This is my simplified prayer list for my son. Any parent could tell you that the list goes on forever, with new items added daily. I keep a prayer journal, and an overwhelming majority of my prayers are for my son. I can’t help it. I’m not a fearful person, but I acknowledge that the well-being of my children rests in God’s hands. I admit that at times I pray out of fear. Every once in a while I am reminded of all that can go wrong. I was recently cut off on the interstate by a crazy driver. A car zipped between me and a cab in my blind spot then sped ahead to squeeze between a truck I was currently passing. I watched as the car did the same to others ahead, covering all four lanes of traffic. I was outraged. If my son is ever hurt or killed by some idiot like that, I thought, I’ll [insert grotesque form of vengeance]. I was reminded though that the only response I have is to ask for God’s will over mine. There are times when even that prayer seems empty. I don’t feel fulfilled. Let’s be honest, I long for God’s will, but if my son’s life was on the line, I’m not sure how sincere I could make my prayer. How could a good and holy god’s will ever include trials and hardships for a child?
I think it’s because the best thing a child can receive from a good and holy god is the good and holy God, Himself. I think most Christians would agree theoretically with the previous statement, but I doubt most truly believe it. Like me when I prayed, ‘Not my will but Yours,’ they too feel empty and insincere.
The best thing a child can receive from a good and holy god is the good and holy God, Himself.
I know exactly what I would have thought had I heard that statement a few years go- Salvation. To have God is to have received His Salvation. That is true, but there is more, yet so many of us fail to pursue it. God not only wants us to accept his gift of salvation (the Son), He also wants us to accept his gift of companionship, (the Spirit). Our relationship with God is eternal. If we keep eternity in mind, all of our trials begin to shrink. Don’t misunderstand me, I am not saying they become insignificant or that God doesn’t care when disaster strikes. It’s the opposite. It is the severity of our hardships that define the depth of God’s love. It is what matures our relationship.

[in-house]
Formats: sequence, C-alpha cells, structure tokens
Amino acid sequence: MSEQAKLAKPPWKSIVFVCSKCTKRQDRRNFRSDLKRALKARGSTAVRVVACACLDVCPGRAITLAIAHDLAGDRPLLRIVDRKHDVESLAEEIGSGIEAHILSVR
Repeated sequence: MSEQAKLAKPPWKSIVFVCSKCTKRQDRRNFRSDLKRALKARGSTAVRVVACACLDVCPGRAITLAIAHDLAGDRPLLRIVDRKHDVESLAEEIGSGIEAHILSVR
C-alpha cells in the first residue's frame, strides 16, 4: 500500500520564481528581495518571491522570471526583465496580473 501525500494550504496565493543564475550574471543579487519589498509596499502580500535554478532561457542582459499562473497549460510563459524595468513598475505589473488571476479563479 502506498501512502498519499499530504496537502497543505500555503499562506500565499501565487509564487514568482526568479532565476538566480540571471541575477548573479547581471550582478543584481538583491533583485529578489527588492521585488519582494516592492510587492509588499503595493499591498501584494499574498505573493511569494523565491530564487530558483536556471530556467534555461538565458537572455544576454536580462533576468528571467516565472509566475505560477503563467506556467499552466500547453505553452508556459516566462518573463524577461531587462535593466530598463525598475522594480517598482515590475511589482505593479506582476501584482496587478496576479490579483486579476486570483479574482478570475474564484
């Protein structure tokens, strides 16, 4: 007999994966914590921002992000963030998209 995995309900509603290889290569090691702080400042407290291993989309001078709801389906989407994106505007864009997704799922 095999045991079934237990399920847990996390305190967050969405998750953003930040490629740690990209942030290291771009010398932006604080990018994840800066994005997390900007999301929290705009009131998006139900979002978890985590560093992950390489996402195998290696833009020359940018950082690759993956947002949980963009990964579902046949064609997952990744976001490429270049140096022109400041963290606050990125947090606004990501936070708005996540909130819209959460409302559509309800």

My primary prayer request for Owen now is that he will come to know God as his lord savior and that he will long to have a walking relationship with God. As much as I hate it, trials and hardships are in the forecast for Owen, but I have an overwhelming peace of mind when I think of my son taking on life with God by his side. God will give him wisdom, peace, mercy and joy.
One cool thing about prayer is that it puts the ball in my court. It’s one thing to pray that my son will have a close relationship with God, but I have to be willing to model that relationship for my son. Prayer requires faith, but it also requires action. I have to accept that God may use me as Owen’s primary teaching device. I can pray all day for Owen’s relationship with God, but if I am not modeling a Christ centered walk myself, then I’m working against my own prayer requests. Not that God can’t work around me if I were to fail, it’s just that as I parent, I would be missing out on of the primary reasons of prayer; which is for God to reveal sin in my own life and keep me challenged and growing.